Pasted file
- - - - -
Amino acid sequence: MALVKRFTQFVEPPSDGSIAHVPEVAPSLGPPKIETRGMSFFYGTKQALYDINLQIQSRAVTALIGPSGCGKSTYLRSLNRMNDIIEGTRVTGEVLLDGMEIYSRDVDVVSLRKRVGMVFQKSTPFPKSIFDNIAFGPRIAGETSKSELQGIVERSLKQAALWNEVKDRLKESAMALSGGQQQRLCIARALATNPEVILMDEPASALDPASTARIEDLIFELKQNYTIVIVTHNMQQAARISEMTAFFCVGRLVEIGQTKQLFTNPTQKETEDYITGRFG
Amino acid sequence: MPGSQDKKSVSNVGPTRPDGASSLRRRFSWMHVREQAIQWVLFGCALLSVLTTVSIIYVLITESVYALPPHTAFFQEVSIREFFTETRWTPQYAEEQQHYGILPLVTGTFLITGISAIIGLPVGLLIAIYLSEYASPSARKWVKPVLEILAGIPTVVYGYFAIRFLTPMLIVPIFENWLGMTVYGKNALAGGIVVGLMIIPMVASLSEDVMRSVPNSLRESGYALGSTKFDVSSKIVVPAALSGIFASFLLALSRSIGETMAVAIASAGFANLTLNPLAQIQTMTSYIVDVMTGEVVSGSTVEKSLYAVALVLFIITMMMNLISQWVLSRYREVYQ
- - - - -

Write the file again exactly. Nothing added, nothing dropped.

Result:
Amino acid sequence: MALVKRFTQFVEPPSDGSIAHVPEVAPSLGPPKIETRGMSFFYGTKQALYDINLQIQSRAVTALIGPSGCGKSTYLRSLNRMNDIIEGTRVTGEVLLDGMEIYSRDVDVVSLRKRVGMVFQKSTPFPKSIFDNIAFGPRIAGETSKSELQGIVERSLKQAALWNEVKDRLKESAMALSGGQQQRLCIARALATNPEVILMDEPASALDPASTARIEDLIFELKQNYTIVIVTHNMQQAARISEMTAFFCVGRLVEIGQTKQLFTNPTQKETEDYITGRFG
Amino acid sequence: MPGSQDKKSVSNVGPTRPDGASSLRRRFSWMHVREQAIQWVLFGCALLSVLTTVSIIYVLITESVYALPPHTAFFQEVSIREFFTETRWTPQYAEEQQHYGILPLVTGTFLITGISAIIGLPVGLLIAIYLSEYASPSARKWVKPVLEILAGIPTVVYGYFAIRFLTPMLIVPIFENWLGMTVYGKNALAGGIVVGLMIIPMVASLSEDVMRSVPNSLRESGYALGSTKFDVSSKIVVPAALSGIFASFLLALSRSIGETMAVAIASAGFANLTLNPLAQIQTMTSYIVDVMTGEVVSGSTVEKSLYAVALVLFIITMMMNLISQWVLSRYREVYQ